The French trial and verdict against a German man found guilty in the 1982 death of his French stepdaughter was upheld despite decisions from German authorities not to prosecute him, the European Court for Human Rights rules on Thursday.
The judgment from Europe's highest human rights court means Dieter K. will remain in prison in France and clarifies the right against being tried twice — the double jeopardy principle — for many European citizens.
Read more: ECHR permits Germany's preemptive deportation of teen to Russia
The facts of the case:
- Dieter K., a German citizen from the southern state of Bavaria, is a former doctor born in 1935.
- Kalinka Bamberski was a French citizen and Dieter's 14-year-old stepdaughter.
- Kalinka died at Dieter's home in Germany in 1982. Andre Bamberski, Kalinska's father, accused Dieter of raping and then murdering his daughter. He lodged separate complaints in Germany and France.
- German authorities discontinued criminal proceedings against Dieter four separate times between 1982 and 1986 after finding insufficient evidence to prosecute him. French authorities did not drop the case.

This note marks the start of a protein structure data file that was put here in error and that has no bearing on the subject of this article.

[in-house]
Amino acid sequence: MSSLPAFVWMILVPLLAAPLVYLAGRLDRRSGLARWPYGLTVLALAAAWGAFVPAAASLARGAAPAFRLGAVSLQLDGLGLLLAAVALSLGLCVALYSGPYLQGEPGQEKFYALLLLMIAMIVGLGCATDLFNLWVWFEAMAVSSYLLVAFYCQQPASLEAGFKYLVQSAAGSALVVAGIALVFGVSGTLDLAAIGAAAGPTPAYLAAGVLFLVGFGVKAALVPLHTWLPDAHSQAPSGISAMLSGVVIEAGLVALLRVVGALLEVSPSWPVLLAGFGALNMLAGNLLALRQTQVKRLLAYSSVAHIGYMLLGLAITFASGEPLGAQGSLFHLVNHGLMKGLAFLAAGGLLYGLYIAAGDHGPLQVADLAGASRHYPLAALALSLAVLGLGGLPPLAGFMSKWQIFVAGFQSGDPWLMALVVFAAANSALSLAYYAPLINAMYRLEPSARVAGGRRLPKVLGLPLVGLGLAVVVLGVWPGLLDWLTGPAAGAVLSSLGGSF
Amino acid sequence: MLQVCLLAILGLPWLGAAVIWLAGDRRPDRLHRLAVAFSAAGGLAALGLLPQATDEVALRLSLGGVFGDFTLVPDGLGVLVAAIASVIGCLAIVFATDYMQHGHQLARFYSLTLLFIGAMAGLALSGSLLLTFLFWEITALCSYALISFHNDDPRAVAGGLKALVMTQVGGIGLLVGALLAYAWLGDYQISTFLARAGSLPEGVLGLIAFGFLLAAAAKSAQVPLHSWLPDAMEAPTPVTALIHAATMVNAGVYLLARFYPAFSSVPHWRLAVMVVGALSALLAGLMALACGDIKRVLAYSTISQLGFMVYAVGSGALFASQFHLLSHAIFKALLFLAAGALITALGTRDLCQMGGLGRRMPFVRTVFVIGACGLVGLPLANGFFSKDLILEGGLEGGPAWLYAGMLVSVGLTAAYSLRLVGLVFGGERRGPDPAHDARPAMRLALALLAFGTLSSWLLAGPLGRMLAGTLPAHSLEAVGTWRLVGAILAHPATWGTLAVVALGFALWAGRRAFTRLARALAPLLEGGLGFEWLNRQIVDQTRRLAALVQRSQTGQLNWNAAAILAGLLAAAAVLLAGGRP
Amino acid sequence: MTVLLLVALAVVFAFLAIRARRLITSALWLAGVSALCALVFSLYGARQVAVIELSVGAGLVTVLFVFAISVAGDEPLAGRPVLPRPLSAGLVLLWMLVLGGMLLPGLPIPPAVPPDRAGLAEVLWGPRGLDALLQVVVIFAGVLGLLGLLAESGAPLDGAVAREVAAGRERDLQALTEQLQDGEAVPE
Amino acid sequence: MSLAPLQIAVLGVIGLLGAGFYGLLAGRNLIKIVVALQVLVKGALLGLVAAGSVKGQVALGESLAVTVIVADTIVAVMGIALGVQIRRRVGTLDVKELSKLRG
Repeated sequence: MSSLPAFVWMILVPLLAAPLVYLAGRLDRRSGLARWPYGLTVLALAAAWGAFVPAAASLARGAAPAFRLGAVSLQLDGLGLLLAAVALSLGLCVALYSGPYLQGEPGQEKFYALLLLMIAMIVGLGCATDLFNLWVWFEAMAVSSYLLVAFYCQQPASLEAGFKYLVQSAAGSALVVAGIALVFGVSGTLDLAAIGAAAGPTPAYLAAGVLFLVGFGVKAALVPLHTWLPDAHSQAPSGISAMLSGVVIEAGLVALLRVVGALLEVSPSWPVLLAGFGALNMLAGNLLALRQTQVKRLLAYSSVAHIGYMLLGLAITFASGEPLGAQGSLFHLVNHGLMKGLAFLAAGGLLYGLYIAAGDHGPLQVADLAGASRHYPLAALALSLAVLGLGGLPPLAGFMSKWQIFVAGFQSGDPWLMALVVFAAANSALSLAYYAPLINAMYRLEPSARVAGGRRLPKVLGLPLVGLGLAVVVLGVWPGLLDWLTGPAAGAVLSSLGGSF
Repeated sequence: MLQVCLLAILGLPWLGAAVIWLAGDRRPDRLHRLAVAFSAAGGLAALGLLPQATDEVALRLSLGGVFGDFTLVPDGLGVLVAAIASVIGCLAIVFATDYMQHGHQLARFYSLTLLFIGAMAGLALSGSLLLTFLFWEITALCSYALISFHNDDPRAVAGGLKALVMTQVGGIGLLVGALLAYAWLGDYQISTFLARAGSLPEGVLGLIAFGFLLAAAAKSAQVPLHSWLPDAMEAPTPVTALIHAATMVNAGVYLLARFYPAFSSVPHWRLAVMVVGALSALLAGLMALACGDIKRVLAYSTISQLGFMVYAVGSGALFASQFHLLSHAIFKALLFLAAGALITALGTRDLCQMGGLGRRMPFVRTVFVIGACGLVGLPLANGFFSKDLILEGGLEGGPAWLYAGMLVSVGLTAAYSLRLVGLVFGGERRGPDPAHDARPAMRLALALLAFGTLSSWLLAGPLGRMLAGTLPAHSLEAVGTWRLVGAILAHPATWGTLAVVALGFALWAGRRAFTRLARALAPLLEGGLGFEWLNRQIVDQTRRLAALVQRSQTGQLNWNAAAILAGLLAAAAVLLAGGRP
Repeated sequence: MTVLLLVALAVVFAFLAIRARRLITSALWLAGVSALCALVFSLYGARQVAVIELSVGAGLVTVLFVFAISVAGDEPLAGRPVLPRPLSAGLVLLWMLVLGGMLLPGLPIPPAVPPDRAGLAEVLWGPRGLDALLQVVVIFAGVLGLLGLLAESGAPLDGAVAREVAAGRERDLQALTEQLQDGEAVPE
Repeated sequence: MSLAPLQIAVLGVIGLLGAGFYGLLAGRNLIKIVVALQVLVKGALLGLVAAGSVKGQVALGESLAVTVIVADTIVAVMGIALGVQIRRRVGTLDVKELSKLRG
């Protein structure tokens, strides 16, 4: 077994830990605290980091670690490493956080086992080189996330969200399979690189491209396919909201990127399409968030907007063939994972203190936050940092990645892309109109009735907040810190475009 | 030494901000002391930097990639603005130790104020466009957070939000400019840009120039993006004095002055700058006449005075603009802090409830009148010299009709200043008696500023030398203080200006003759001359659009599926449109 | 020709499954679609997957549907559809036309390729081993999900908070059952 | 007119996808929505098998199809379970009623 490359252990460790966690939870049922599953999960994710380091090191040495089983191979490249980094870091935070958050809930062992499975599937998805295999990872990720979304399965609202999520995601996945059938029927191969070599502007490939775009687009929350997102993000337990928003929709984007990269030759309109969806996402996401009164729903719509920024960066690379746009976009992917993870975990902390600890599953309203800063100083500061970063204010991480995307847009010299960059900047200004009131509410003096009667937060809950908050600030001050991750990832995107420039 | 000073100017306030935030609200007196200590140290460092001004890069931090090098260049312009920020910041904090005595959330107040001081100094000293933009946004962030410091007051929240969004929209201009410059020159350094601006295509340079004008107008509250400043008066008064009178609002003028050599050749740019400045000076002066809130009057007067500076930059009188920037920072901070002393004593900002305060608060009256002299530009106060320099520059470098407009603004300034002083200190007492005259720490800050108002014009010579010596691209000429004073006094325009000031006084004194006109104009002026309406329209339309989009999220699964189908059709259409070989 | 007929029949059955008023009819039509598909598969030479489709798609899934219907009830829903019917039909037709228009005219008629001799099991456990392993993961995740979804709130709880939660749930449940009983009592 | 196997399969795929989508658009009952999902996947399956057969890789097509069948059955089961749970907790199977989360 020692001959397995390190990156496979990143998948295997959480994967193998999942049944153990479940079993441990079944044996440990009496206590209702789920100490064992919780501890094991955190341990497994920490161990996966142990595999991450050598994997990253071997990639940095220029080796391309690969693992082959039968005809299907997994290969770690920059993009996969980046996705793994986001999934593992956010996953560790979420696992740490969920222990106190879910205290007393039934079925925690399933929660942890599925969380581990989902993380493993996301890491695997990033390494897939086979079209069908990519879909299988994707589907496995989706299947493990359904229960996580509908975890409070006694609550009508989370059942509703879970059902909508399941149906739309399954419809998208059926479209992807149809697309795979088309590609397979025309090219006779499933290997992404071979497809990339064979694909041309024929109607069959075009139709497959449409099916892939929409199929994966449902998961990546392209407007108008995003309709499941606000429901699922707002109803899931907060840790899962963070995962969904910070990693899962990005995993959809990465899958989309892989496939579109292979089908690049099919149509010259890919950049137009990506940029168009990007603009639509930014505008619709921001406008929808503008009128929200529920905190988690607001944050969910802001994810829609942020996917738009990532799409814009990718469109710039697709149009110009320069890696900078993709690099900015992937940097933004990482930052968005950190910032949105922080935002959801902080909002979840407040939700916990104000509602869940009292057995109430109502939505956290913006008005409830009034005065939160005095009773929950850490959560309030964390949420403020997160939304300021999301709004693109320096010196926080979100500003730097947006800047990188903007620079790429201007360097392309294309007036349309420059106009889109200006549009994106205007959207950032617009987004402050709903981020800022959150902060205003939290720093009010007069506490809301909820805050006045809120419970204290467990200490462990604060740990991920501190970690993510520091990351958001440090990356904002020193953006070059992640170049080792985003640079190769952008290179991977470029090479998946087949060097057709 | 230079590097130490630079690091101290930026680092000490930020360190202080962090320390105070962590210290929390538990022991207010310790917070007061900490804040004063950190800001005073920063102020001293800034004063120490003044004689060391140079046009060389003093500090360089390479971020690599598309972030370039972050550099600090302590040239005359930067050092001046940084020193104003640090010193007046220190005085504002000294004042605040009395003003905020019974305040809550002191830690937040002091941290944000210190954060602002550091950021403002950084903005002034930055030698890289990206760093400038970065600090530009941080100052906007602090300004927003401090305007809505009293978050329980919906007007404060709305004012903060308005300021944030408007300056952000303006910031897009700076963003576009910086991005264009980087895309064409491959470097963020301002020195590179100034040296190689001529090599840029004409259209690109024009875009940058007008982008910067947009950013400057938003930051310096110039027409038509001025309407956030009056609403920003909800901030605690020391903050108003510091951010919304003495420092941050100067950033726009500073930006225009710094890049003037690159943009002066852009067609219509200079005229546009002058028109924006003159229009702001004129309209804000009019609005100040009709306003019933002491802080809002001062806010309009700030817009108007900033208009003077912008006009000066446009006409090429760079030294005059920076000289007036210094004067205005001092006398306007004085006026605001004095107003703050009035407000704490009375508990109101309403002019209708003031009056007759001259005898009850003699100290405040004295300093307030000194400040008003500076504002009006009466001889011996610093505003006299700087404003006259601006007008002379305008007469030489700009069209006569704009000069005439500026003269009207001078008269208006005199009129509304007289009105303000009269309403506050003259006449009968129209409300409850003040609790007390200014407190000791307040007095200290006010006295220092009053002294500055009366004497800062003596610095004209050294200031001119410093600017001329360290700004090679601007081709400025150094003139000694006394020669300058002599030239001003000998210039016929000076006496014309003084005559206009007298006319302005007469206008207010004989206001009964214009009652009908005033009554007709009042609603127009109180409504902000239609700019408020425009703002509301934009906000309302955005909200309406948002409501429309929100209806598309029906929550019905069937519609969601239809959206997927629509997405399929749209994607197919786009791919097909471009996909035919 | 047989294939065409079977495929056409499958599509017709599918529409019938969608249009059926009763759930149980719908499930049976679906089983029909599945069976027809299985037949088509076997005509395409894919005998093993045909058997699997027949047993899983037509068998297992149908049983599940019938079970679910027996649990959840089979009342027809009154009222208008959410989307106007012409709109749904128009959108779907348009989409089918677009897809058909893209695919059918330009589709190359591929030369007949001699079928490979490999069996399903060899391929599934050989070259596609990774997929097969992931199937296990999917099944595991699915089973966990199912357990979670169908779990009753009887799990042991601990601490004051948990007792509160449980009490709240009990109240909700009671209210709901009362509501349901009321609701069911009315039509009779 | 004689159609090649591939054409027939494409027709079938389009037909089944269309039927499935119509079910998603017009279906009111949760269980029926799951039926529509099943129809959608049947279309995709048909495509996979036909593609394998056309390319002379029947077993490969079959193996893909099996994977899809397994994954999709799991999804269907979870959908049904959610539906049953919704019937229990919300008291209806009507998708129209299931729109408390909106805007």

- In 2009, Andre paid kidnappers to abduct Dieter in
Germany and bring him to France. Dieter was later found tied up, gagged and injured on a street in the eastern French city of Mulhouse near the German border.
- A Paris court sentenced him in 2011 to 15 years in prison for assault resulting in Kalinka's unintentional death. The court found Dieter had sedated Kalinka with the intention of sexually assaulting her. She died of a subsequent injection.
- While in prison, Dieter lodged a complaint at the European Court of Human Rights (ECHR) in 2014. He said the French court's ruling violated his right not to be tried twice for the same crime under Article 4 of Protocol 7 of the European Convention on Human Rights.
- The ECHR ruled against Dieter, saying the right against being tried twice only applied to courts in the same country. Someone may, the judges said, be tried twice by courts in different countries.
Read more: European Court of Human Rights rules heterosexual couple stuck with marriage, not civil partnership
What were the reactions?
Andre Bamberski told dpa news agency: "I am satisfied today, but it's not right that I should have been under psychological stress for four years."
Read more: Italy failed to protect victims of domestic violence, says ECHR
What is the ECHR? It is a court based in the French city of Strasbourg that rules on cases related to the European Convention on Human Rights, an international treaty listing fundamental civil and political rights. Forty-seven countries have ratified the convention. The court is not a part of the European Union, but all 28 EU member countries are signatories.
Read more: Turkey suspends European Convention on Human Rights
The ruling means Dieter K. will remain behind bars in Paris